Since physical and mental tension feed on each other, it makes sense you should stand up and stretch every now and then. Chronic discomfort in your back, neck, or shoulders could signal an issue with your chair, your posture, or your workplace setup.
When you’re uncomfortable, it’s easier to become upset – look for ways to improve your physical comfort while you work.
What Can I Do if I’m Already Angry?
It’s happened: Someone slipped under your guard and you feel yourself getting angry. It’s okay to be upset, but know that following your first impulse can make the situation worse. When you start getting tense and your mind begins to race, it’s the perfect time to take action.
Dealing with difficult people often starts with your own mood, so try one of these steps:
Write Out Your Concerns
Writing down the problem and how you feel about it is a great way to get emotional release. It’s a good idea to write out this kind of note longhand, rather than in email, so you aren’t tempted to send it off.
When all is said and done, not only will you feel better, but you’ll clarify your thinking and might come up with a few ideas about dealing with difficult people in your office.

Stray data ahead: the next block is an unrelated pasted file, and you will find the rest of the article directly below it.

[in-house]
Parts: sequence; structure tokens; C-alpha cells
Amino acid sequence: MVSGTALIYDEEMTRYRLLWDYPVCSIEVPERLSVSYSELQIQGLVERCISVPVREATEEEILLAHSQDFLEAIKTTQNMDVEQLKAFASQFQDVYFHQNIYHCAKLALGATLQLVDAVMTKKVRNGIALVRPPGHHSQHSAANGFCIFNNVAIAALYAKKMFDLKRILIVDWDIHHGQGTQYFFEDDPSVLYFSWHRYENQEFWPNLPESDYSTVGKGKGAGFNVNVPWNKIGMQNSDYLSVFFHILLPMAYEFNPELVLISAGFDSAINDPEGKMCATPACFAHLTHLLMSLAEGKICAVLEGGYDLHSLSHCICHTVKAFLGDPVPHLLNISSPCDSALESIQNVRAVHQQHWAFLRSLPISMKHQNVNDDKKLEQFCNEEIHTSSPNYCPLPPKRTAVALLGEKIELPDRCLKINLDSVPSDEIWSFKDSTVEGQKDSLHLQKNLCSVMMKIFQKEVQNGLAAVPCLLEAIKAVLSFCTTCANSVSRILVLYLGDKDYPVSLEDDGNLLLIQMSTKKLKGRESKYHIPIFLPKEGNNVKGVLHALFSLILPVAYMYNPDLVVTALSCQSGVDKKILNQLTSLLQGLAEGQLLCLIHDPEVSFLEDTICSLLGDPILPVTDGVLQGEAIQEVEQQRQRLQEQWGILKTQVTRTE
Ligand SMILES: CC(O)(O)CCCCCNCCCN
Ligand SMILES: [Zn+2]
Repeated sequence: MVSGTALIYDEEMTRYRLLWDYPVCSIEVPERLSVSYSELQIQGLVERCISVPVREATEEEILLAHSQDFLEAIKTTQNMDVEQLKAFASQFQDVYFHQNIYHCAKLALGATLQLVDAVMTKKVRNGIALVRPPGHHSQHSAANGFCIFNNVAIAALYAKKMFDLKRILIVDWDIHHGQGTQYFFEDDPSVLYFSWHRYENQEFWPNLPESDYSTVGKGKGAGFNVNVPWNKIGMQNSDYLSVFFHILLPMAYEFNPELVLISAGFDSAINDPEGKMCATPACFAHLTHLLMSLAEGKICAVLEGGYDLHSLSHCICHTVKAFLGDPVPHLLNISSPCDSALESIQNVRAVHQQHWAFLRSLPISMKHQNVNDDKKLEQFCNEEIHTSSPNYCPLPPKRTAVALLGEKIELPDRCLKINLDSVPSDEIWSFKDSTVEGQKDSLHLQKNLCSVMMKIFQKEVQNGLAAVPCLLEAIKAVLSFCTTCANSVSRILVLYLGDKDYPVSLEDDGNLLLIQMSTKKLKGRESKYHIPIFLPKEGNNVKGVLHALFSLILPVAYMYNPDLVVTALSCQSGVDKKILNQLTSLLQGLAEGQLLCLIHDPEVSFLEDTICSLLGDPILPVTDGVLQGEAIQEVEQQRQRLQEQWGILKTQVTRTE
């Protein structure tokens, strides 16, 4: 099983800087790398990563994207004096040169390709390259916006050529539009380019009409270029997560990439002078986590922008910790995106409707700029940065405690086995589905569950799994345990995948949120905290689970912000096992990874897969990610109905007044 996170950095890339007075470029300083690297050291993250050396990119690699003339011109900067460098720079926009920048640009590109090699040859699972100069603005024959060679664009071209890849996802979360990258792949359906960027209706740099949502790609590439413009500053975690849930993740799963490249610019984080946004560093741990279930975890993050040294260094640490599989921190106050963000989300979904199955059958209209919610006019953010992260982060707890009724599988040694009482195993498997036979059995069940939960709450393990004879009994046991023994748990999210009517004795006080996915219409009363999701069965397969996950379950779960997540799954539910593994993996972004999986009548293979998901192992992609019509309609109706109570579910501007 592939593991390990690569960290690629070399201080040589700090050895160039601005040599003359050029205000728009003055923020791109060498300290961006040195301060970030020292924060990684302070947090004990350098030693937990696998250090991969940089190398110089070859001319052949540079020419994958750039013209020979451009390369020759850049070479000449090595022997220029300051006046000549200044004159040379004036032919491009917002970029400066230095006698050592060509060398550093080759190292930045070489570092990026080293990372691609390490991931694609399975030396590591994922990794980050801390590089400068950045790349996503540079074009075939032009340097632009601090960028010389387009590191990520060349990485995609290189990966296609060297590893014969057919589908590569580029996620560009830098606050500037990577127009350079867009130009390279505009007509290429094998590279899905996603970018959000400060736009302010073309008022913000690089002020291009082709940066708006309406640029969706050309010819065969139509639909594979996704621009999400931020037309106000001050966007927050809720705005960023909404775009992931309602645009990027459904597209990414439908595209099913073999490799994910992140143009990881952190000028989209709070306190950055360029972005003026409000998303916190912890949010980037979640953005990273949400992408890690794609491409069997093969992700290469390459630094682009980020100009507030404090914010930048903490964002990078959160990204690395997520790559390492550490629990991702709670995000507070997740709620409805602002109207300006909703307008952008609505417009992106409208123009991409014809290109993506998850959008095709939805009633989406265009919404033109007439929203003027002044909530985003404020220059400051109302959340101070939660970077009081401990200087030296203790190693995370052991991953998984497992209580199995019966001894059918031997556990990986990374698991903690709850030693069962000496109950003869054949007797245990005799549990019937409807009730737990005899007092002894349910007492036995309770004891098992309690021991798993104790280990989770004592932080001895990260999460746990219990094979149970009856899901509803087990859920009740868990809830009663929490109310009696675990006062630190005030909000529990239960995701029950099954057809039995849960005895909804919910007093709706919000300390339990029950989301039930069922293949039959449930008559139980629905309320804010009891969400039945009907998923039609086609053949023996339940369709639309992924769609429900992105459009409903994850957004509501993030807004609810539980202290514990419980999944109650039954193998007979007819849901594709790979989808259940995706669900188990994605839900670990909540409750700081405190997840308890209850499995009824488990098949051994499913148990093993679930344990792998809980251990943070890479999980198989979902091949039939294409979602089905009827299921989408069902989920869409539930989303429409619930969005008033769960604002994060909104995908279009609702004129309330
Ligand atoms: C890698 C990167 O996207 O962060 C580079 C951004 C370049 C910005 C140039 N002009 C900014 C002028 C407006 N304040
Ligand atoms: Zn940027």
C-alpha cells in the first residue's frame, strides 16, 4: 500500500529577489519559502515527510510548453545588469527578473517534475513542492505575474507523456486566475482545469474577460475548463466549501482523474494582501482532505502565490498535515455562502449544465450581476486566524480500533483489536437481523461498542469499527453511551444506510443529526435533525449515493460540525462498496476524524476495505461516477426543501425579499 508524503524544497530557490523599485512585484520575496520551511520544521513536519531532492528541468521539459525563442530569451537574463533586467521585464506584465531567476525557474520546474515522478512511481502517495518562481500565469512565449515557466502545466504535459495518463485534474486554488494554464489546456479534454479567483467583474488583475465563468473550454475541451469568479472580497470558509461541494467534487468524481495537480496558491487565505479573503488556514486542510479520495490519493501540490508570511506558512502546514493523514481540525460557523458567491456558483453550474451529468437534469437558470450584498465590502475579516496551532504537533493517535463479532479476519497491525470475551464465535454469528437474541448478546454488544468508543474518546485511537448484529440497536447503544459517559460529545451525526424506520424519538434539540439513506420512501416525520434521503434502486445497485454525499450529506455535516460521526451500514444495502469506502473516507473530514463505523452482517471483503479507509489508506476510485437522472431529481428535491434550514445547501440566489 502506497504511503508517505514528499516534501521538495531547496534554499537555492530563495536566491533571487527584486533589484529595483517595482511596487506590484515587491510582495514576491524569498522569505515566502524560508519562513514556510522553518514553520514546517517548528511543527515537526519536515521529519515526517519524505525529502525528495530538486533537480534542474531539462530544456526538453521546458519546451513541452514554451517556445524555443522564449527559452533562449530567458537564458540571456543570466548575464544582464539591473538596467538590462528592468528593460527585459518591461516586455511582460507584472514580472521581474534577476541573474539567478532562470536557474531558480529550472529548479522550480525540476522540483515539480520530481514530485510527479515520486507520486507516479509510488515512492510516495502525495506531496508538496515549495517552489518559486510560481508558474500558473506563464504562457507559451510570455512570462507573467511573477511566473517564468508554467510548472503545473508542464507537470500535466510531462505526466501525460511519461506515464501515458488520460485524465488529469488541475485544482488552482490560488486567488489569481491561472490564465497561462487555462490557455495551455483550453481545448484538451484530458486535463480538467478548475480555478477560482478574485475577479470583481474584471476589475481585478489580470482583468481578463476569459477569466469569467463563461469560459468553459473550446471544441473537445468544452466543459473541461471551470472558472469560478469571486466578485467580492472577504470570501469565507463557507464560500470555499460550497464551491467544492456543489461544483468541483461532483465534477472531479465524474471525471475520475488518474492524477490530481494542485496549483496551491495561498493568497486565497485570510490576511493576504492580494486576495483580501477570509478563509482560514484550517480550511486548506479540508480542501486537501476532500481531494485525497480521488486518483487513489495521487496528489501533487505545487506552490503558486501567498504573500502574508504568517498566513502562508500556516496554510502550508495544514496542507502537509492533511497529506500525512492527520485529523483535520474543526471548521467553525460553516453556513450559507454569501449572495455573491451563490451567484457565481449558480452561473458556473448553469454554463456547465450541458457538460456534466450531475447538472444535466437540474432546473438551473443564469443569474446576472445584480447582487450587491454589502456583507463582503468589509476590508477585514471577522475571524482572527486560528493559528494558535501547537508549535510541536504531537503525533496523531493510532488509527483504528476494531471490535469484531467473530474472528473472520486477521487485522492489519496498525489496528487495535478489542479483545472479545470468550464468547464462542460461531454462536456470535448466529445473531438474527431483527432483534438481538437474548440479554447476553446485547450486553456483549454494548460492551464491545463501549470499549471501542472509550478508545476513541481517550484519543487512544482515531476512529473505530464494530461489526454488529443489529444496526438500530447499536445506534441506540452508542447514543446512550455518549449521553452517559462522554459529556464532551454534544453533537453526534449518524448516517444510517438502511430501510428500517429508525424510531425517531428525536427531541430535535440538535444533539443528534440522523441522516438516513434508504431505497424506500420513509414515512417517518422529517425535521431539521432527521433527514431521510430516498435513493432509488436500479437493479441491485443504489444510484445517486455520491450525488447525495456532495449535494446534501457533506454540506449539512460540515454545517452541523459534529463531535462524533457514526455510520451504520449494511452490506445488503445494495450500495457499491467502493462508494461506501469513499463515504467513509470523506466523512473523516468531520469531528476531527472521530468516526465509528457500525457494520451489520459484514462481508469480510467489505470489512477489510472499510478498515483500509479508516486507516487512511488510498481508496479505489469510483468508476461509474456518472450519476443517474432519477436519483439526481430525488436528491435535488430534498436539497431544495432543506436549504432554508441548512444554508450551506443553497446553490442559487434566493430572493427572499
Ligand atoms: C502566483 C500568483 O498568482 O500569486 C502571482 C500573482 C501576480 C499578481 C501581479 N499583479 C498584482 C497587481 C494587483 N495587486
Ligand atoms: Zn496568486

Vent to Someone You Trust
If you have a close “ally” in the office, venting might be just what the doctor ordered. However, be sure to do it in a safe, neutral location away from the office grounds, such as a coffee shop.
A colleague’s perspective can help you see things from a different angle. To keep the relationship healthy, make sure you return the favor the next time your colleague is in need, too.
Call for a “Time Out”
When you’re at the end of your rope, it might be a good time to call a friend or your significant other. Simply excuse yourself from work problems for a few minutes and use a quick call as a reminder that there’s more to life.
Even as little as five minutes could make a huge difference on your outlook for the rest of the day and give you something to look forward to after work.
Take a Mental Break
One of the most effective ways to clear your mind in any situation is to go for a quick walk outside. Offices can be cold, sterile, and full of artificial lighting that wreaks havoc on the mind.
Stepping outside under the sun recharges you with a quick burst of vitamin D. Can’t get outside? Think about playing your favorite cell phone game or taking a quick look at your favorite site.
See it From Their Perspective
When you’re dealing with difficult people, seeing things their way might be the last thing on your mind. Ultimately, though, the skill of seeing where others are coming from – which experts call “perspective-taking” – will help you navigate conflict more effectively.
Yes, some people are just jerks; but many avoidable conflicts are caused by miscommunication or a perceived need for one of the embattled parties to save face. Working together can turn an enemy into an ally and give you a powerful tool for dealing with difficult people.
Conflict happens, and feeling angry now and then is natural. It’s not your anger, but how you respond to it that makes the difference. The more you exercise positive habits in the face of conflict, the more likely you are to build a reputation as someone who rolls with the punches – and that perception motivates others to work with you when future conflicts arise.